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ue to the way we have evolved as a human species, we have also given way to the spread of various diseases and plagues that have been the major cause of death in the history of humanity. Throughout history, different beliefs from traditions, religions, and cultures made us think that such events have been brought down by the Gods with certain reasoning such as teaching humanity a lesson.

  • Nevertheless, all major pandemics have in some way or another come to an end, but the question we have to ask is how?
  • Has medicine been improved enough to integrate the word hygiene into the world?
  • Was it that most of those who were infected died?

Maybe the awakening realization that this isn’t something orchestrated by divine power, but a natural phenomenon that can be controlled by humanity. In order to get a better understanding, let’s have a look at some major pandemics from history to see how they have been stopped and what sort of changes have these pandemics brought to the behavior of human beings in such catastrophic times.

Plague of Justinian (541–549AD)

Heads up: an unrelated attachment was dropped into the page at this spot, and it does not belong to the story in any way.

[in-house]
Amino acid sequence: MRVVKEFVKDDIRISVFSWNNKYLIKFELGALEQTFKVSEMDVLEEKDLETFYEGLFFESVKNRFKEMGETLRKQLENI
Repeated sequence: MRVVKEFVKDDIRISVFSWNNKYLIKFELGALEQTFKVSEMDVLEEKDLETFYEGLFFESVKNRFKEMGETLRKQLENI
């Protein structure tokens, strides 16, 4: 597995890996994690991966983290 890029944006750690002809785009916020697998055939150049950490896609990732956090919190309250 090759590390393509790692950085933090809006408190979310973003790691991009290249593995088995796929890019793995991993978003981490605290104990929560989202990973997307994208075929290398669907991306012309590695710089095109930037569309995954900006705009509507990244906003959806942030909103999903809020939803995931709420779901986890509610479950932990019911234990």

The Plague of Justinian, as it came to be known after Emperor Justinian I who held the throne of Byzantium, is found to have transmitted through black rats that traveled on the grain ships and carts sent to Constantinople. (Source: Wikimedia Commons)

The Plague of Justinian was one of the worst pandemics to ever take place in Europe. This was the first time the world was hit by a major pandemic with the death count raking up to millions. This exact pandemic was caused by a bacteria called Yersinia pestis which was not necessarily transmitted from person to person but by rats. This pandemic apparently started in Egypt and was shipped to the Byzantine empire in the monthly grain transports. In less than a year the pandemic had spread worldwide, covering most of Europe, Asia, North Africa, and the far East.

It is estimated that around fifty million people died due to this specific pandemic. Although, due to how old this pandemic is and how devastating it really was, it is very difficult to accurately say a more exact number of deaths. However, historians and researchers estimate that the plague of Justinian killed 50% of the world’s population!

Due to the lack of medical knowledge and technological advancements, people at the time did not understand how this plague was spreading, therefore they weren’t able to take any measures to stop the spread. The only precautionary measure they learned to take was to stay away from those who were sick!

After nine long and painful years, the plague dispersed and people thought that they would never experience such an event…

Black Death/Bubonic Plague (1347–1351)